Fey only began appearing on-camera, though, during the 2000 season, after SNL chief Lorne Michaels caught a performance of a two-woman sketch show she was doing with Rachel Dratch during the offseason, which convinced him that she had the chops to be a performer, and led him to offer her a spot at the “Weekend Update” anchor desk alongside Jimmy Fallon. The only woman who had sat there before was Jane Curtin. But upon Fallon’s departure from the show in 2004, she helped to pick the third, who would co-anchor with her for the remainder of her time at SNL: Poehler.
The producer and head writer of Fey’s “Weekend Update” segments was the aforementioned Carlock. And, as she eventually planned her departure from SNL, having signed an overall deal with NBC at Michaels’ urging, she reached out to Carlock to join her on her next adventure, a comedy series which became 30 Rock. The duo were co-showrunners of the single-camera, fast-paced show-within-a-show, which debuted in 2006 and ran for seven seasons of 22 episodes — even if its survival was almost always in question due to middling ratings. “The TV Academy and the SAG Awards kept us alive,” Fey asserts; indeed, 30 Rock won 16 of the former and nine of the latter.
Another boost to 30 Rock‘s profile came from an unexpected place: Sen. John McCain‘s selection of Sarah Palin as his running mate ahead of the 2008 presidential election. Many in the public and the media noted a resemblance between Fey and Palin and urged Michaels to recruit Fey for a cameo; there ended up being several, which helped to propel SNL to its highest ratings and cultural relevance in years, and undoubtedly also put more people on to 30 Rock. “It was all in a six-week span,” Fey remembers, adding with a chuckle, “I don’t think people saw it, really, as a ‘cameo’ from me, because I don’t think people realized that I didn’t work there anymore.”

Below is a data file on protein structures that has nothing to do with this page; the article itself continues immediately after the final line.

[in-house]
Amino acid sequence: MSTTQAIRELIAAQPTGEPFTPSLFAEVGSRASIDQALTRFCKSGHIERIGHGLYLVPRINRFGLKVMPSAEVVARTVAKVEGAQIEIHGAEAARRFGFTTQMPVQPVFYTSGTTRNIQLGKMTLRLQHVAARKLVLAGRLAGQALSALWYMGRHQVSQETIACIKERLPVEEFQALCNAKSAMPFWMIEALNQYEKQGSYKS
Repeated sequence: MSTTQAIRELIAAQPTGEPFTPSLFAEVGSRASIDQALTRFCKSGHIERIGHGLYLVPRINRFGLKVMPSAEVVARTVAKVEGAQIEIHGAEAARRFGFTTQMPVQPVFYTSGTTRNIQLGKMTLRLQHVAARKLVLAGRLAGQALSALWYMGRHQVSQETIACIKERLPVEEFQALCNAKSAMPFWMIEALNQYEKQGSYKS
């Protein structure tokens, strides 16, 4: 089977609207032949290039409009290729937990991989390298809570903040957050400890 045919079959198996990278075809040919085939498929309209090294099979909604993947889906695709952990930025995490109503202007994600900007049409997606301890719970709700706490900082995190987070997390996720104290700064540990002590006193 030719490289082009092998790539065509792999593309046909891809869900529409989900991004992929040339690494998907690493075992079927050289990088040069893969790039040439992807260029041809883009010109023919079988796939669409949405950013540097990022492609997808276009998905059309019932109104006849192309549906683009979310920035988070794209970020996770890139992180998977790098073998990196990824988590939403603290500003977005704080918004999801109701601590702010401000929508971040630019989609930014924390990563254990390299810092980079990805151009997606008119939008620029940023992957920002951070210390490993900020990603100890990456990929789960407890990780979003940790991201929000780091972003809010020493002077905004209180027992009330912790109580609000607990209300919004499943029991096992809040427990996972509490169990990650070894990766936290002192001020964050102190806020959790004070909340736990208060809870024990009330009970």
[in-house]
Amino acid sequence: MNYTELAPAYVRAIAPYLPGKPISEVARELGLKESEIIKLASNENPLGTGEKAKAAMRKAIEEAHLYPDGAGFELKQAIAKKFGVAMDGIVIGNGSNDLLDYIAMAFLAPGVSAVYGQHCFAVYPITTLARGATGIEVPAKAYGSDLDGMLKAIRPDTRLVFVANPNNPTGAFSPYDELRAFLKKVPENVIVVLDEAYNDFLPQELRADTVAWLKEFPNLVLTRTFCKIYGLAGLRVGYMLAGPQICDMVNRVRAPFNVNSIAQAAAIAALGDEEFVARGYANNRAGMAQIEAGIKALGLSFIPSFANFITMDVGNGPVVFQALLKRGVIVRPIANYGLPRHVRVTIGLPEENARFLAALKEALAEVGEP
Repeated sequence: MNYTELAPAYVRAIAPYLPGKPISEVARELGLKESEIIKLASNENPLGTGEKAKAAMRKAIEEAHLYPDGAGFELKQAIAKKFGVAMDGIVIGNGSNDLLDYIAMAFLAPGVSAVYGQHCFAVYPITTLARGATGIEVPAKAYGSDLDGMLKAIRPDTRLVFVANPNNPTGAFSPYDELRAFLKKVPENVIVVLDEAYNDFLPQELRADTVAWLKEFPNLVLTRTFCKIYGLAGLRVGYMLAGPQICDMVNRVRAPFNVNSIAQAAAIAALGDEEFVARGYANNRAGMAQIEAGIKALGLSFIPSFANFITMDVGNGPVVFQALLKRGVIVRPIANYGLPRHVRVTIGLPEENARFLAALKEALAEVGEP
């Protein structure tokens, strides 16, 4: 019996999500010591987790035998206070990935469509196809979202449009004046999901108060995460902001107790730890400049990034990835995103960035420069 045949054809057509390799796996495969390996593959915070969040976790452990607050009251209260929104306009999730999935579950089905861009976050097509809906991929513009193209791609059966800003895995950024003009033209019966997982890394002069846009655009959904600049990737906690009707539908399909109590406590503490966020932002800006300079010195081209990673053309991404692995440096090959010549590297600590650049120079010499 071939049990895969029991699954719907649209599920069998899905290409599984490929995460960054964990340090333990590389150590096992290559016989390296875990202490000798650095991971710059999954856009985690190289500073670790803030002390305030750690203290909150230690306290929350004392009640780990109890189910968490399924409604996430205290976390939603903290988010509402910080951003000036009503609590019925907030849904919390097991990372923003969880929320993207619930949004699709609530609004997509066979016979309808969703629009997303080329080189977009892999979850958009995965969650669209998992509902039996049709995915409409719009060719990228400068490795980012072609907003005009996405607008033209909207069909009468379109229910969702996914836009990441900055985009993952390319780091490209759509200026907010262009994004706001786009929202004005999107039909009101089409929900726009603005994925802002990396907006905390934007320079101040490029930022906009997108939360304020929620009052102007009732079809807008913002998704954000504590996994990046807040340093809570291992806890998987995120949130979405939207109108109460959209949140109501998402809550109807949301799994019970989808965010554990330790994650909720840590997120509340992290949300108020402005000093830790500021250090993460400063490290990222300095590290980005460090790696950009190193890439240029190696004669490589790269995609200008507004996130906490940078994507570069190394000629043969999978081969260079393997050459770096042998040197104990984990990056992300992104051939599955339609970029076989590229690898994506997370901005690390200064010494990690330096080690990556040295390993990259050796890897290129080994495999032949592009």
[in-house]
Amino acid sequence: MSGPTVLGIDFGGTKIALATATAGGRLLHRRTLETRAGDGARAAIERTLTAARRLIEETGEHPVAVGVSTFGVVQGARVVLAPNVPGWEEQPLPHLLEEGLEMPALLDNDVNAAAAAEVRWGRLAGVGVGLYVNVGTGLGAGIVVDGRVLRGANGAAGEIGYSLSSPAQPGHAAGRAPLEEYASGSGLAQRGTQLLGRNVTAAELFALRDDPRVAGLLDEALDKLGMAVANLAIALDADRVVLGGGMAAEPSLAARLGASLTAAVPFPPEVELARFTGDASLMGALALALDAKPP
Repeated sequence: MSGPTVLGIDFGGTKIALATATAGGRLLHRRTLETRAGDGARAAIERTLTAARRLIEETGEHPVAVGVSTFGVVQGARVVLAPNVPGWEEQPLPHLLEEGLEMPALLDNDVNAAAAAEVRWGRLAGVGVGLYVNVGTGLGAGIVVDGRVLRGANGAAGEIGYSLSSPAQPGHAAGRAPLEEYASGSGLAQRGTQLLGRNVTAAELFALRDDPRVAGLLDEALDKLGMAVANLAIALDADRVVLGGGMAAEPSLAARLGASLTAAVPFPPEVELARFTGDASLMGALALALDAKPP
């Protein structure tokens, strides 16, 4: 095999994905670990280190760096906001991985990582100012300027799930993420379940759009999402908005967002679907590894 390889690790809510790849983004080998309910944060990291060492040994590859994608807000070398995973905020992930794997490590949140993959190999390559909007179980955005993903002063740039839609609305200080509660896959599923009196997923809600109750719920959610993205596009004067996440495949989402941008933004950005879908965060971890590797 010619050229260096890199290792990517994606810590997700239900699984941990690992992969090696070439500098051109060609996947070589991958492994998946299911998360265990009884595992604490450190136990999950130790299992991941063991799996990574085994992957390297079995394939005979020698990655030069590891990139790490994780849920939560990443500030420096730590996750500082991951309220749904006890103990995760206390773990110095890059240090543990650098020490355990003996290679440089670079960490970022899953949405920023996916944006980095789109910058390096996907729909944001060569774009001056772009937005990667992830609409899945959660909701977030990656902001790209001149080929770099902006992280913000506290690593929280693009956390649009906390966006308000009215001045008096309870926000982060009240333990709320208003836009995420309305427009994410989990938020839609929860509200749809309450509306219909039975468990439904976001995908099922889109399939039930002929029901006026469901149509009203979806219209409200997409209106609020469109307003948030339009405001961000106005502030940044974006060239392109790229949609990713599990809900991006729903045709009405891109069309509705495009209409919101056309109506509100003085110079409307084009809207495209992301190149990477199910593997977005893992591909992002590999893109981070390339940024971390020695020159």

Since 30 Rock wrapped in 2013, Fey has not starred on another TV series, but has helped to write and/or produce several, including Netflix’s Unbreakable Kimmy Schmidt, which was originally intended for NBC, but wound up as her first foray into the world of streaming. She has starred in several movies, with Poehler (they have collaborated on a total of seven) and apart (most notably the Carlock-scripted Whiskey Tango Foxtrot). And she and Poehler have co-hosted the Golden Globe Awards four times, in 2013, 2014, 2015 and 2021. In light of the recent news that NBC will not air the Globes in 2022 due to ongoing controversy about the demographics and ethics of the organization behind the ceremony, the Hollywood Foreign Press Association, Fey cracks, “In 2015 or something we said, ‘Welcome to the final Golden Globes!’ We were close!” (Would she ever be open to hosting the Oscars? “The stakes are too high,” she says. “No one’s there to laugh.”)
Now, Fey is back in Emmys contention — not for a show which requires her to be as hands-on as she was with 30 Rock, but as an executive producer of Girls5Eva, which is the baby of Meredith Scardino, who had been a writer on Kimmy Schmidt, and which is the first truly buzzed-about series from Peacock. Fey, who enjoys raising the profile of other women and helping them to realize their dreams, could not be more complimentary of Scardino, or minimizing of her own contributions. She says she suggested and helped facilitate the casting of some of the show’s stars (Sara Bareilles and Renee Elise Goldsberry) and provided notes on scripts — plus, in one episode, she makes a memorable cameo. It may not sound like much, but it’s probably not a coincidence that this show, like SNL, 30 Rock and Kimmy Schmidt before it, is a critical darling — currently 97% on Rotten Tomatoes — and, in all likelihood, bound for the Emmys.